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    #1

    their <infringed or challenged> rights or law-safeguarded interests <that have been…>

    Hello,


    Could you please help me choose the best place for these modifiers. The complete original sentence is quite long (and involves additional issues), so I am only providing the main clause:

    X, Y, and Z have the right of recourse to court for protection of their <option A: infringed or challenged> rights or law-safeguarded interests <option B: that have been infringed or challenged>.
    This is a translation, so paraphrasing options are limited. The conditions (imposed by the original text) are as follows:

    1. The words “infringed or challenged” refer to both “rights” and “interests”.
    2. “safeguarded by law” only refers to “interests” , so I had to convert it into a clumsy (?) premodifier. Please note that I cannot use “legally safeguarded” because “legally” is broader in meaning than “by law”.

    Which of A and B is better (or less atrocious)? Any other ways to say the same (subject to the conditions 1 and 2)?

    Do you think that anything can be done with “law-safeguarded”/“safeguarded by law” (ensuring that it only refers to “interests”)?

    P.S. A side note on “infringe” / “infringe on/upon”: I have checked the usage in similar contexts, for example: “Civil court cases arise where an individual or a business believes their rights have been infringed”. [www judiciary gov uk]

  1. 5jj's Avatar
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    #2

    Re: their <infringed or challenged> rights or law-safeguarded interests <that have be

    Welcome to the forum, remarc.

    *Not a lawyer*

    'law-safeguarded interests' just does not work.

    I'd go for:

    X, Y and Z have the right of recourse to the courts for protection, against infringement or challenge, of their interests safe-guarded by law and of their rights.

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    #3

    Re: their <infringed or challenged> rights or law-safeguarded interests <that have be

    Thank you!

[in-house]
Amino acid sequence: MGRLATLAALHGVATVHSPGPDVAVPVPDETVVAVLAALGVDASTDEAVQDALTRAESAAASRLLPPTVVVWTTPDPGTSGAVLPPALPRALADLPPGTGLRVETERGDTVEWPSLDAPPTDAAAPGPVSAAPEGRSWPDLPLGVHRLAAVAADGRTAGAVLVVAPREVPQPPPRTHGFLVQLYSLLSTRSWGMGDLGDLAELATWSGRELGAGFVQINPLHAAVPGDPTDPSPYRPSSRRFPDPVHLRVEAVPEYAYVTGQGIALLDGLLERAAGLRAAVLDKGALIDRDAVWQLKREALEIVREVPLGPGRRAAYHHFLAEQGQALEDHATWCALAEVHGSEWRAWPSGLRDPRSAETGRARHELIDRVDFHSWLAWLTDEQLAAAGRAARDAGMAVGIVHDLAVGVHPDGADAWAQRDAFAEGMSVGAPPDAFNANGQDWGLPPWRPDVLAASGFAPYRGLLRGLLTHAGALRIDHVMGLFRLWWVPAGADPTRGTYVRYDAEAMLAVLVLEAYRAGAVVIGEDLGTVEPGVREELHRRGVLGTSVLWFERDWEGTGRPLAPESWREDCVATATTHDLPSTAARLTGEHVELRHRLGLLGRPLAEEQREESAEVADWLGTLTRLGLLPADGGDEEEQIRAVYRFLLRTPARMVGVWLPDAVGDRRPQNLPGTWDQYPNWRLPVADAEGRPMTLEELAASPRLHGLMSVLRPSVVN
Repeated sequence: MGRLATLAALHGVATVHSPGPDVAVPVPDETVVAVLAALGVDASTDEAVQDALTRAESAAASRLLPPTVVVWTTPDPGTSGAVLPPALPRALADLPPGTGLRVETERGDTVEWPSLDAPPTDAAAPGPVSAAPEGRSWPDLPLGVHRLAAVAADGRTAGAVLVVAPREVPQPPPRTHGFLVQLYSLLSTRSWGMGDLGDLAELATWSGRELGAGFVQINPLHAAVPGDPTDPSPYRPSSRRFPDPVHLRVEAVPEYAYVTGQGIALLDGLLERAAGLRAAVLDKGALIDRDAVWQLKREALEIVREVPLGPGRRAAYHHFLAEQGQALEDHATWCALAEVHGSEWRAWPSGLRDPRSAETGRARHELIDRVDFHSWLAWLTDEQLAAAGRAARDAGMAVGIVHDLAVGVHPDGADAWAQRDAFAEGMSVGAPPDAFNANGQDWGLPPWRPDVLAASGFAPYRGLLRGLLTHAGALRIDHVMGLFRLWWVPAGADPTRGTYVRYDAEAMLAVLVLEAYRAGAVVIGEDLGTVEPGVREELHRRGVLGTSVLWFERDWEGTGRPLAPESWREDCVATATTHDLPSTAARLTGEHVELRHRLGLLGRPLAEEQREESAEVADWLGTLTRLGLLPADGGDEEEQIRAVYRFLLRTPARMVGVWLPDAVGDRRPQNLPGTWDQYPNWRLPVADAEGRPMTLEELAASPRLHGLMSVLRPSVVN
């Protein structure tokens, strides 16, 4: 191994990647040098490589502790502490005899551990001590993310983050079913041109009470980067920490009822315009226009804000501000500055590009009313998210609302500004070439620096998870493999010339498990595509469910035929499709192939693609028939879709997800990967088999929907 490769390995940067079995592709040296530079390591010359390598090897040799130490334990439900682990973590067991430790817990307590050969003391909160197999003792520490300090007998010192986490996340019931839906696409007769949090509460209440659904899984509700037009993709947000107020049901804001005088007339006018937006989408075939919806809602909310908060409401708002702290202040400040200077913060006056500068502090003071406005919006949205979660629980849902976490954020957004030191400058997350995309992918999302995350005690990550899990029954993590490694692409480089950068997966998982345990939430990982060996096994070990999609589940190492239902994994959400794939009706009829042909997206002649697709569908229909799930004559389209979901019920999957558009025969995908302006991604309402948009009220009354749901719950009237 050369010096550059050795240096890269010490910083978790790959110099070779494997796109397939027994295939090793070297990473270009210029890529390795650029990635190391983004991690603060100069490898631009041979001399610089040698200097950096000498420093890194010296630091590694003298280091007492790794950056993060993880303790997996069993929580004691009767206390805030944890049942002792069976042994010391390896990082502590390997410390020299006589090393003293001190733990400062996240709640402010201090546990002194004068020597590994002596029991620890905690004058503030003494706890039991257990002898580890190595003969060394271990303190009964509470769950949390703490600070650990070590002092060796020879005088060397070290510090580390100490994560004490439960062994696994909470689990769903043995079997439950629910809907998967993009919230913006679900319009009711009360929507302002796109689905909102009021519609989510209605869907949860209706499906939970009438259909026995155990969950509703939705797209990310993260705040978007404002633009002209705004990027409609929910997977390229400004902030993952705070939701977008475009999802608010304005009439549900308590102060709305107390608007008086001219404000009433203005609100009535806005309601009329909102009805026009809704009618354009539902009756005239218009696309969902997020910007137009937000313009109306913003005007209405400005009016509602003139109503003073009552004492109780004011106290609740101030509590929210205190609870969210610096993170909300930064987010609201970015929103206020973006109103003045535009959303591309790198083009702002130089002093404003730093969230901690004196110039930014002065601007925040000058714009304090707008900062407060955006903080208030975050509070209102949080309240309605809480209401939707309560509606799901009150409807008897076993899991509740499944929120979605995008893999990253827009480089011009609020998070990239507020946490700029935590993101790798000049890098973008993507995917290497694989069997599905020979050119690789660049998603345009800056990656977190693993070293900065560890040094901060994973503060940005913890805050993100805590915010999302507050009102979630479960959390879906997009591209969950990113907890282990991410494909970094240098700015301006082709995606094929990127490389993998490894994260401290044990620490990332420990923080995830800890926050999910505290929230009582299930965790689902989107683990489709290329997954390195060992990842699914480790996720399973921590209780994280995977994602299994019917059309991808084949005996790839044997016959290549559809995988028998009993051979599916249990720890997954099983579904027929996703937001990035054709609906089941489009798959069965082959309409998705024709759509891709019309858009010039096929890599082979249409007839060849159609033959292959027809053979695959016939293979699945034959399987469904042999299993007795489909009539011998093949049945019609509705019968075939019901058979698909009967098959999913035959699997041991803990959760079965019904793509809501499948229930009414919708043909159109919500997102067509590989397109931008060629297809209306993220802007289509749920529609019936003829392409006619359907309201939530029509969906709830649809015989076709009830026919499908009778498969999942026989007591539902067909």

But does “protection against infringement or challenge” reflect that they have already been, or are already being, infringed or challenged?

    Regarding “law-safeguarded”: as a non-native speaker, I would never dare to invent such things myself. Here is the model I used:
    Of growing concern to U.S. security interests are State Department’s latest reports of increased high profile cases in the PRC involving the monitoring, harassment,
    detention, arrest, and imprisonment of journalists, writers, activists, and defense lawyers
    seeking to exercise their law-protected rights.
    [Emphasis added.]

    This wording is used in several decisions of administrative judges in the US (apparently, native speakers). As a newbie, I may not post links yet, but it can be found by googling
    "their law-protected rights" site:.mil
    In an article (by a native speaker, of course), I read: “To qualify for police officer status, an academy rookie must be within the doctor-prescribed weight range for his/her height”. Isn’t it the same?

    Still, I see that Quirk, for example, is very clear about that:
    17.103. If the -ed participle has a by-agent or other prepositional construction, only postmodification is possible.
    What about (following your idea): X, Y and Z have the right of recourse to the courts for protection of their interests safe-guarded by law and of their rights that have been infringed or challenged?

    I appreciate that this is ambiguous. The modifying clause will more likely be understood as relating to the last antecedent only (and I cannot put a comma to suggest modification of both antecedents, because there should be no comma before a restrictive clause).

    Thanks so much for your input!

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